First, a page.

I woke up at 9:00 a.m. this morning with a mission: to write my next Maisonneuve column. But first, I needed breakfast; after all, you can’t write on an empty stomach. As the coffee brewed and the bread toasted, I turned on my computer. I opened up a new Word document and sat there for a few minutes, staring at the blank screen. My mind wandered: Should I “take a break” from writing and go to the gym? Does Ami James, the tattoo artist on my favorite TLC show, Miami Ink, have a girlfriend? How much does an airfare to Sicily cost nowadays? I decided that this last question needed my full attention, so I began checking all the travel websites and cross-referencing their ticket prices. Then I ate breakfast.
By 10:30am, I was back at my computer, ready to write. Just then, the phone rang; it was a long distance call. I raced to pick it up and went on to chat with my friend—for a while I forgot all about my as yet non-existent article. One carefree hour later, I got off the phone and immediately started to panic—the day was already half gone and I hadn’t yet written a single word! Why can’t I just write this thing? I thought anxiously. It’s because my apartment is a big mess, I concluded decisively. I need to clean up my living space and free my mind of clutter. I then proceeded to do some light dusting, mop the floor, hem a pair of pants, iron a dress, wash the dishes and do two loads of laundry.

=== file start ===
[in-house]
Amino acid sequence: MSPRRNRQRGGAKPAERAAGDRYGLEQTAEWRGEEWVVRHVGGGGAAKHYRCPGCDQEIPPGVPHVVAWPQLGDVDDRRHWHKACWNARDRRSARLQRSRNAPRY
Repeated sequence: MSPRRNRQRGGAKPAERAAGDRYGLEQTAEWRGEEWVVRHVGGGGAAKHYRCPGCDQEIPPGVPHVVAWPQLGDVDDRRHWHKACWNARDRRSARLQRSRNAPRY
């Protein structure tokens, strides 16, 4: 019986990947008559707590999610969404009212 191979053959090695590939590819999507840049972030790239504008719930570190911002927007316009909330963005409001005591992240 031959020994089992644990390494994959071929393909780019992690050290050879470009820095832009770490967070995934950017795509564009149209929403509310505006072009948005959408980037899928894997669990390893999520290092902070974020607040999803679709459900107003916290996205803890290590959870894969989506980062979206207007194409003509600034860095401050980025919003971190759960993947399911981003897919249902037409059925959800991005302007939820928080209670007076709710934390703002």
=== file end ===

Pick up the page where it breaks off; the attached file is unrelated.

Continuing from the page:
Needless to say, the afternoon turned into night—I napped, I emailed and I ate lunch. It’s now almost 7:00 p.m. and to my dismay, I have just started writing. In my defence, I’ve been hard at work all day researching the subject matter. Like a true investigative journalist, undercover cop or method actor, I put myself in the shoes of the millions of people who spend more time avoiding work than actually doing it.
Piers Steel, a professor of human resources and organization dynamics at the University of Calgary, has just published a study on procrastination in the most recent issue of the American Psychological Association's Psychological Bulletin. The ten-year long study, entitled “The Nature of Procrastination: A Meta-Analytic and Theoretical Review of Quintessential Self-Regulatory Failure,” notes that 15 to 20 percent of us are regular procrastinators.
Steel’s definition of procrastination is "to voluntarily delay an intended course of action despite expecting to be worse off for the delay." In other words—we’re not stupid; we’re fully aware that we’re making our lives harder by putting off important tasks until later, but most of us just can’t help ourselves. The immediate gratification of talking on the phone, surfing the net or playing Guitar Hero on our Playstation II is just too, well, gratifying—with all those distractions at our fingertips, how can we ever expect to accomplish anything?
Here are some of the main reasons why we procrastinate:
- We feel incompetent and are afraid to start tasks.
- We see our tasks as unpleasant.
- We’re distractible, impulsive and have little self-control.